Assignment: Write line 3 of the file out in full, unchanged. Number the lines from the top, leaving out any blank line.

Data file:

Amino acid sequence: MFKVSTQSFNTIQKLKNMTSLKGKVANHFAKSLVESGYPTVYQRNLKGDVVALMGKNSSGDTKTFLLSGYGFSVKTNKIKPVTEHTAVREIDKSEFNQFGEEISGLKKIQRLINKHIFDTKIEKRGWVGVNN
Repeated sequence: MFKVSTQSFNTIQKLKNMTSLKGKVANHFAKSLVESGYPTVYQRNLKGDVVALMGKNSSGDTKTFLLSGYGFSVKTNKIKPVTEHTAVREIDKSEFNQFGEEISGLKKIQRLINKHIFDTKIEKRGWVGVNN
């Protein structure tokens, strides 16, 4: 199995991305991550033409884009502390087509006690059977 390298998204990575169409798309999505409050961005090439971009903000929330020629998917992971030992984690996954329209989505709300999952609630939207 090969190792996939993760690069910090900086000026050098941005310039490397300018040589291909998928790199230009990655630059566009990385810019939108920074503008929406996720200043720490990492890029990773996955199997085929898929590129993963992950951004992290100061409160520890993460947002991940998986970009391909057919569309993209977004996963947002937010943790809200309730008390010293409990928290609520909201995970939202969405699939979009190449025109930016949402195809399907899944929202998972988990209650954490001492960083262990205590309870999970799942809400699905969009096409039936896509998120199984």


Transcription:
């Protein structure tokens, strides 16, 4: 199995991305991550033409884009502390087509006690059977 390298998204990575169409798309999505409050961005090439971009903000929330020629998917992971030992984690996954329209989505709300999952609630939207 090969190792996939993760690069910090900086000026050098941005310039490397300018040589291909998928790199230009990655630059566009990385810019939108920074503008929406996720200043720490990492890029990773996955199997085929898929590129993963992950951004992290100061409160520890993460947002991940998986970009391909057919569309993209977004996963947002937010943790809200309730008390010293409990928290609520909201995970939202969405699939979009190449025109930016949402195809399907899944929202998972988990209650954490001492960083262990205590309870999970799942809400699905969009096409039936896509998120199984």